Ibis introduces new Ripley – Everything you need to know and the chance to win it
It was only a matter of time before the new Ibis Ripley was introduced. After the enormous success of the Ibis Ripmo, which even won our Trail bike group test, the Ripley was always in the shade. We tell you here what has changed and even let you know, how you can have the chance to win one.
When the category-bending Ripley was debuted back in 2011, it was used by some as a cross country rocket and by others as a trail shredder. With quick agile handling and super efficient pedalling characteristics, it felt like a BMX bike you could pedal all day. The Ibis athletes quickly discovered just how versatile it could be. While Brian Lopes was racing an O.G. Ripley to a top fifteen result at his first EWS race, others were winning hundred-mile epics. As riders pushed the bike in different diffractions and components evolved, so did the Ripley. The all-new Ripley continues that trend. It’s been given the modern longer, slacker, steeper treatment, with an all new chassis that’s both lighter, stiffer, and more progressive. Like the original, it retains 120mm of rear travel, paired with a 130mm front fork, and fast rolling 29” wheels.
What has changed on the new Ibis Ripley?
- All new from-the-ground-up redesign
- Ripmo inspired chassis shares similar stiffness and lower link design
- It’s now .65 lbs lighter than the Ripley V3
- Headtube is one degree slacker, now 66.5º
- Seat tube is three degrees steeper, now 76º
- Chainstays shortened by 12mm, now 432mm
- Reach increased by an average of ~45mm across all four sizes
- More progressive suspension kinematics
- Removable ICSG 05 mount
- Internal cable tunnels
- 1x specific design
Moving from the double eccentric to a Ripmo style chassis also came with significant weight savings. One big factor is the unique combination of bearings and bushings. Bearings don’t last long in areas with high loads and minimal rotation, like the lower link or clevis. Ibis has used hermetically sealed IGUS bushings in these locations, which extends our maintenance intervals, increases stiffness, and helps ensure we have some of the lightest frames on the market. The Ripmo has been trouble free, so the Ripley will share the lifetime warranty we offer on the suspension bushings.
The Geometry of the new Ibis Ripley
The “from the ground up” redesign is the culmination of everything Ibis learned from 38 years of mountain bike development. This new Ripley has a one-degree slacker headtube angle (now 66.5º), a three degree steeper seat tube angle (now 76º), and a reach that’s been extended by ~45mm across all sizes (475mm on a size large). The chainstays got shortened by 12 mm and after giving many riders (M-XL) their first taste of 170mm + droppers on the Ripmo, Ibis knew they couldn’t go back to a shorter dropper for the Ripley. Because the new Ripley can accommodate a long dropper and has ultra-low standover, you can size your frame based on reach. Ibis still use the standard “small, medium, large…” naming structure because it’s easy to understand, but the size of your seat tube is no longer a limiting factor.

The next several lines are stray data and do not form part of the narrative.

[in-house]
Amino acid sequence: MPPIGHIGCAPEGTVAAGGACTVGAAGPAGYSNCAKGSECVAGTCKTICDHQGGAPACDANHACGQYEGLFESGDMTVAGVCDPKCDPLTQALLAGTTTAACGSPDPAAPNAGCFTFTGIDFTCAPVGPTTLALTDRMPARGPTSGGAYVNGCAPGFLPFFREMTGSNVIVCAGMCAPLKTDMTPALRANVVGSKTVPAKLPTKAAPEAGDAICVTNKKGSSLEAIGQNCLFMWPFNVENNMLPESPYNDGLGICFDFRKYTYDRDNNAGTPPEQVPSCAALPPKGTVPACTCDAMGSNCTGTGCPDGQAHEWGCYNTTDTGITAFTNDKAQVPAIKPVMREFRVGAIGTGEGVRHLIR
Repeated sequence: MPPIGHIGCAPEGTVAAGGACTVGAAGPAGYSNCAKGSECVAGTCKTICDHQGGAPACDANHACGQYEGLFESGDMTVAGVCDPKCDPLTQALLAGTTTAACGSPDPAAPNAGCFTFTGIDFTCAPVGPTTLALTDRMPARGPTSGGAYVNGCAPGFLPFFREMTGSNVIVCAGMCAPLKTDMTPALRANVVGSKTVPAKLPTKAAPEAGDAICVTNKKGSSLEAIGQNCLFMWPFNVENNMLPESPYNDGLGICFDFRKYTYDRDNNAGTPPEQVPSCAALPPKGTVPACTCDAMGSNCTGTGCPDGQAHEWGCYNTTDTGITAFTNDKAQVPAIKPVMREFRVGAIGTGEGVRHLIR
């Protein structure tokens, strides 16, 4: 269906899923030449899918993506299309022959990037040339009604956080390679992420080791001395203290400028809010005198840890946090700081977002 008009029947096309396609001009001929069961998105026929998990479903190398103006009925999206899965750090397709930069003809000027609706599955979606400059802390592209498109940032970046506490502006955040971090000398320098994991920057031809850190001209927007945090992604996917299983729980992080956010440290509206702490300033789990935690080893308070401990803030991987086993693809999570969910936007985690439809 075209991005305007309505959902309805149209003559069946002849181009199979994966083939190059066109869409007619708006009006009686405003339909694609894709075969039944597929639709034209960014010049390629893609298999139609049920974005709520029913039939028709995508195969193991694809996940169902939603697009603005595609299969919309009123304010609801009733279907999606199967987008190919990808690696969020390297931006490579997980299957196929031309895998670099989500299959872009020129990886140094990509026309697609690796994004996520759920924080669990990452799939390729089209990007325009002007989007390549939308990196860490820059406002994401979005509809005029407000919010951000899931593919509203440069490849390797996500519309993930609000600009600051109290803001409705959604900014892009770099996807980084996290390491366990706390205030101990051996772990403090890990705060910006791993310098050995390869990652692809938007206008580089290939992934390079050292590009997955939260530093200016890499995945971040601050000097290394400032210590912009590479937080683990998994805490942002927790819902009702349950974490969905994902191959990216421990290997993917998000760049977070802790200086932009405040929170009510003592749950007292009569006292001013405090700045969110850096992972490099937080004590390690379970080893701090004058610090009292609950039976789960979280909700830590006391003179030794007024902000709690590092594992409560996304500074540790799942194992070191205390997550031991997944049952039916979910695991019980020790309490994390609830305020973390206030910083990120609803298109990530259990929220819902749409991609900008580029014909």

|Seat tube||368 mm||381 mm||419 mm||483 mm|
|Top tube||574 mm||603 mm||630 mm||658 mm|
|Head tube||90 mm||105 mm||115 mm||125 mm|
|Chainstay||432 mm||432 mm||432 mm||432 mm|
|Wheelbase||1147 mm||1178 mm||1207 mm||1236 mm|
|Reach||425 mm||450 mm||475 mm||500 mm|
|Stack||599 mm||613 mm||622 mm||631 mm|
The spec of the new Ibis Ripley
Typical for Ibis the new Ripley is also available in several built kits with a lot of upgrade options. Pricing starts at € 4,9998 for the NX-Built. The XTR high-end built costs € 9,998 but just features the finest parts. Here is an overview of the different built kits.
|Fork||FOX Float 34 Performance 130 mm||FOX Float 34 Factory 130 mm|
|Rear shock||FOX Float Performance DPS EVOL 120 mm||FOX Float Factory DPS EVOL 120 mm|
|Brakes||SRAM Level 180/180 mm||Shimano Deore 180/180 mm||Shimano XT 180/180 mm||Shimano XTR 180/180 mm|
|Drivetrain||SRAM NX Eagle||SRAM GX Eagle||Shimano XT 11-speed||SRAM X01 Eagle||SRAM XX1 Eagle||Shimano XTR 12-speed|
|Seatpost||KS E30i 125 or 150 mm||Bike Yoke Revive 125, 160 or 180 mm|
|Rims/Hubs||Ibis 938 Aluminium/Ibis Logo 29″||Ibis 935 or 942 Carbon/Industry Nine 29″|
|Tires||Schwalbe Hans Dampf/Nobby Nic 2.6″|
|Price||€ 4,998||€ 5,698||€ 6,498||€ 7,498||€ 9,998||€ 9,998|
Who is the Ibis Ripley made for?
Ibis says: „If you love the Ripmo but want something lighter, faster and more nimble than an Enduro World Series capable mountain bike, the Ripley is it. With its combination of modern geometry, progressive suspension, lightweight, and 2.6” tire clearance, the Ripley is our ultimate trail bike.“
Our first impression of the new Ibis Ripley?
It was only a matter of time till Ibis presented the new Ripley and they seem to have done a lot of things right. We loved the handling of the Ripmo and can’t wait to test the more agile, lighter version of it. The geometry looks balanced, the suspension system is proven and the possibility to ride long dropper posts is just awesome. We already ordered a test bike and can’t wait to tell you our impressions.
More information at: ibiscycles.com
How to win the new Ibis Ripley
You like the new Ibis Ripley and would like to win one? Please participate at our reader survey and you have the chance to do so. With your answers, you can influence our content and help us to make ENDURO even better.